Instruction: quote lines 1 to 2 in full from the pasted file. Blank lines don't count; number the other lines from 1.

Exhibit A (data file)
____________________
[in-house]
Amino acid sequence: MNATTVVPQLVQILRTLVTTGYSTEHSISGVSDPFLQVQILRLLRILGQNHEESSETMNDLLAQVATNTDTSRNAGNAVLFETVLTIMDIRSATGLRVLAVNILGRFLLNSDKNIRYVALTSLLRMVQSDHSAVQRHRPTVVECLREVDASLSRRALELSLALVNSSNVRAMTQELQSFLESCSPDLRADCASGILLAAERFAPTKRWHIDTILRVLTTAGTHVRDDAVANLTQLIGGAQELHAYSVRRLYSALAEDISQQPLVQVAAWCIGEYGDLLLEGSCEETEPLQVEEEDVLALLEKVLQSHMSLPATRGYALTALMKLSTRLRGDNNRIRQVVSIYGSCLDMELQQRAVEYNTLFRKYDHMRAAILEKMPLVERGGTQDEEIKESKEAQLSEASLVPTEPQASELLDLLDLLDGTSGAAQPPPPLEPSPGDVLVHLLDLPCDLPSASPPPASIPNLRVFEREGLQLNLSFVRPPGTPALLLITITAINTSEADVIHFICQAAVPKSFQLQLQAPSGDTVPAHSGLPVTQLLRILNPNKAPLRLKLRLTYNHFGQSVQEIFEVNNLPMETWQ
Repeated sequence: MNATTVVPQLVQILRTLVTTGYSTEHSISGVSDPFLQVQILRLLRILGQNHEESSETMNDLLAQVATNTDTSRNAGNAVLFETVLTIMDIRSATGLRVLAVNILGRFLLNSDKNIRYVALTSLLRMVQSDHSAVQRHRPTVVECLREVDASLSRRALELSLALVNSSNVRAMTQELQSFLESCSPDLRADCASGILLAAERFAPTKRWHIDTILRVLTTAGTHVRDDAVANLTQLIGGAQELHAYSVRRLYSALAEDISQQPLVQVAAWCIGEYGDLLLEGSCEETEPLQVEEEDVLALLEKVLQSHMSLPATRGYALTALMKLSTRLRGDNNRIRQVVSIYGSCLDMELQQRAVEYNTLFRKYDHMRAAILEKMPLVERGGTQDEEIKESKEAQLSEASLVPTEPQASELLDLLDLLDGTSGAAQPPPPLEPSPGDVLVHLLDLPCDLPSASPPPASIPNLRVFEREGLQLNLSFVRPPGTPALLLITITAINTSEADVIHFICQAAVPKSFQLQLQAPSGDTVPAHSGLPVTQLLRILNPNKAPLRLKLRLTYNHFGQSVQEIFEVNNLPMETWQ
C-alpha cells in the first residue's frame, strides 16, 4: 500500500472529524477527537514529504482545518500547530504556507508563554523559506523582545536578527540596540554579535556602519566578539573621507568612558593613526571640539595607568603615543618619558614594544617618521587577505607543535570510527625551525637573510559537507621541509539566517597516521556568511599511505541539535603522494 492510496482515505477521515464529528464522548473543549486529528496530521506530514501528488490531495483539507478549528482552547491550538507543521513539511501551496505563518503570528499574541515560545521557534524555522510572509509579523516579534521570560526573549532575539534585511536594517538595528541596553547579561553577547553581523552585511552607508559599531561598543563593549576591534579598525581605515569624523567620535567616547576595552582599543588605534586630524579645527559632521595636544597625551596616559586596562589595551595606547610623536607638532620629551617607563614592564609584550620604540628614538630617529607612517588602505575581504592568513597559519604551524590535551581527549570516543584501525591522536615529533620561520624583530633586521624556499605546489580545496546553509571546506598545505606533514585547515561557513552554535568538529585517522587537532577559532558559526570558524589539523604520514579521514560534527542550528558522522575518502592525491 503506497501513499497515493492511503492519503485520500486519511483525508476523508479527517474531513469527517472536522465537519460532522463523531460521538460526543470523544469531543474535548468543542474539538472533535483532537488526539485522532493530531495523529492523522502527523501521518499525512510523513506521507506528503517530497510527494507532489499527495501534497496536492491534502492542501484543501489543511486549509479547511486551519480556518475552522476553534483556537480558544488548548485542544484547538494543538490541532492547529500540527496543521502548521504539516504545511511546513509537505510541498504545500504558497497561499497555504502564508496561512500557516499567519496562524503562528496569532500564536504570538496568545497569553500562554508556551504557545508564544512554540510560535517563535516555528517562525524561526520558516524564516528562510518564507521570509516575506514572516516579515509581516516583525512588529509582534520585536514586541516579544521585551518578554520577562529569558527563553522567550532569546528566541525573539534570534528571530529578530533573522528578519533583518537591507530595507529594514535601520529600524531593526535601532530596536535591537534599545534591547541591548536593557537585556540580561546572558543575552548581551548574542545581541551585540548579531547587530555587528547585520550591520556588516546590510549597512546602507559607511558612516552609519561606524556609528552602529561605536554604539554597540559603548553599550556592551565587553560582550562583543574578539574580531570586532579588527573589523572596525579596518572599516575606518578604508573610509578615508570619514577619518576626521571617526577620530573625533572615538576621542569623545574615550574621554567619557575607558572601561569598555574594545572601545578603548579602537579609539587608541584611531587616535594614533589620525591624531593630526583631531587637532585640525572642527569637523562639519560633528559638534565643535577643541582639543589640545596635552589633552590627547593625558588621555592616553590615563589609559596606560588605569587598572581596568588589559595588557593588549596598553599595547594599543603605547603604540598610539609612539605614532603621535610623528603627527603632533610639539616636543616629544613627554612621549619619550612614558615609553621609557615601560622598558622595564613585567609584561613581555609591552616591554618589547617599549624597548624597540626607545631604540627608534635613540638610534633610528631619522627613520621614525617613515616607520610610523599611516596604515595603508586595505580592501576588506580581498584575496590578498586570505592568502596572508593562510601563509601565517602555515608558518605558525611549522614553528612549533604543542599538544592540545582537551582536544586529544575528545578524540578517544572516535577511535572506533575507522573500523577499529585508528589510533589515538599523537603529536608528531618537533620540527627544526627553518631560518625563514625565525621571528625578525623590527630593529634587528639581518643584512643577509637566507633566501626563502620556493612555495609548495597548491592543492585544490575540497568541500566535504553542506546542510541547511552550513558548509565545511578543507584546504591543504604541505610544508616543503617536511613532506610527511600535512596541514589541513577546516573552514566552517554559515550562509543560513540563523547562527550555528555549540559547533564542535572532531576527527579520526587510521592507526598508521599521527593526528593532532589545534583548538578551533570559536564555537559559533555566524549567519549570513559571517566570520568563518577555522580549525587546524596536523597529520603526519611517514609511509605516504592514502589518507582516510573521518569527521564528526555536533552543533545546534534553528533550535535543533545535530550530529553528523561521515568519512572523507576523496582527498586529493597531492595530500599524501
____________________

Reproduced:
[in-house]
Amino acid sequence: MNATTVVPQLVQILRTLVTTGYSTEHSISGVSDPFLQVQILRLLRILGQNHEESSETMNDLLAQVATNTDTSRNAGNAVLFETVLTIMDIRSATGLRVLAVNILGRFLLNSDKNIRYVALTSLLRMVQSDHSAVQRHRPTVVECLREVDASLSRRALELSLALVNSSNVRAMTQELQSFLESCSPDLRADCASGILLAAERFAPTKRWHIDTILRVLTTAGTHVRDDAVANLTQLIGGAQELHAYSVRRLYSALAEDISQQPLVQVAAWCIGEYGDLLLEGSCEETEPLQVEEEDVLALLEKVLQSHMSLPATRGYALTALMKLSTRLRGDNNRIRQVVSIYGSCLDMELQQRAVEYNTLFRKYDHMRAAILEKMPLVERGGTQDEEIKESKEAQLSEASLVPTEPQASELLDLLDLLDGTSGAAQPPPPLEPSPGDVLVHLLDLPCDLPSASPPPASIPNLRVFEREGLQLNLSFVRPPGTPALLLITITAINTSEADVIHFICQAAVPKSFQLQLQAPSGDTVPAHSGLPVTQLLRILNPNKAPLRLKLRLTYNHFGQSVQEIFEVNNLPMETWQ